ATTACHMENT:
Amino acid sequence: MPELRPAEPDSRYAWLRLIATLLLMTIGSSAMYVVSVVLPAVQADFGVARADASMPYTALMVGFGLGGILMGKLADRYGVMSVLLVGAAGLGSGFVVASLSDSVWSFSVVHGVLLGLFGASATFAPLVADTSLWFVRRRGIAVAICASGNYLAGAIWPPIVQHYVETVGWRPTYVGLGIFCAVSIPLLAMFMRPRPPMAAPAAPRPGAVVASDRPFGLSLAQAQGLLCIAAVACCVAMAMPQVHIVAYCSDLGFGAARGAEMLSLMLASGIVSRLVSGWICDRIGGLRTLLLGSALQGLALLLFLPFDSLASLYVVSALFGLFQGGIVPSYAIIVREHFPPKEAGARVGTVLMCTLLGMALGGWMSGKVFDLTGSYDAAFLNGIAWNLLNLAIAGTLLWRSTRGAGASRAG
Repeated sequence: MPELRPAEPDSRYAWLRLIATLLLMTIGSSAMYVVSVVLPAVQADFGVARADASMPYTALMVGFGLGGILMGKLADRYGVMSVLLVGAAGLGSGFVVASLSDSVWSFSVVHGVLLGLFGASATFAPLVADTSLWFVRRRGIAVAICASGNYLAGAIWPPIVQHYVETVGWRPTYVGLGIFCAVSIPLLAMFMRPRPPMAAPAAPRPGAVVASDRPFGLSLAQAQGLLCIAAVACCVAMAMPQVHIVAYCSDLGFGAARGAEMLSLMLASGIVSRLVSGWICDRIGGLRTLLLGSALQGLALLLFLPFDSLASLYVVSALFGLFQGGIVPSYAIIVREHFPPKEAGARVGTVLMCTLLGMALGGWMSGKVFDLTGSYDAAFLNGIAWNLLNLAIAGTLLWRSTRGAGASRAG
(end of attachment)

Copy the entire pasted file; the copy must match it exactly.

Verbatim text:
Amino acid sequence: MPELRPAEPDSRYAWLRLIATLLLMTIGSSAMYVVSVVLPAVQADFGVARADASMPYTALMVGFGLGGILMGKLADRYGVMSVLLVGAAGLGSGFVVASLSDSVWSFSVVHGVLLGLFGASATFAPLVADTSLWFVRRRGIAVAICASGNYLAGAIWPPIVQHYVETVGWRPTYVGLGIFCAVSIPLLAMFMRPRPPMAAPAAPRPGAVVASDRPFGLSLAQAQGLLCIAAVACCVAMAMPQVHIVAYCSDLGFGAARGAEMLSLMLASGIVSRLVSGWICDRIGGLRTLLLGSALQGLALLLFLPFDSLASLYVVSALFGLFQGGIVPSYAIIVREHFPPKEAGARVGTVLMCTLLGMALGGWMSGKVFDLTGSYDAAFLNGIAWNLLNLAIAGTLLWRSTRGAGASRAG
Repeated sequence: MPELRPAEPDSRYAWLRLIATLLLMTIGSSAMYVVSVVLPAVQADFGVARADASMPYTALMVGFGLGGILMGKLADRYGVMSVLLVGAAGLGSGFVVASLSDSVWSFSVVHGVLLGLFGASATFAPLVADTSLWFVRRRGIAVAICASGNYLAGAIWPPIVQHYVETVGWRPTYVGLGIFCAVSIPLLAMFMRPRPPMAAPAAPRPGAVVASDRPFGLSLAQAQGLLCIAAVACCVAMAMPQVHIVAYCSDLGFGAARGAEMLSLMLASGIVSRLVSGWICDRIGGLRTLLLGSALQGLALLLFLPFDSLASLYVVSALFGLFQGGIVPSYAIIVREHFPPKEAGARVGTVLMCTLLGMALGGWMSGKVFDLTGSYDAAFLNGIAWNLLNLAIAGTLLWRSTRGAGASRAG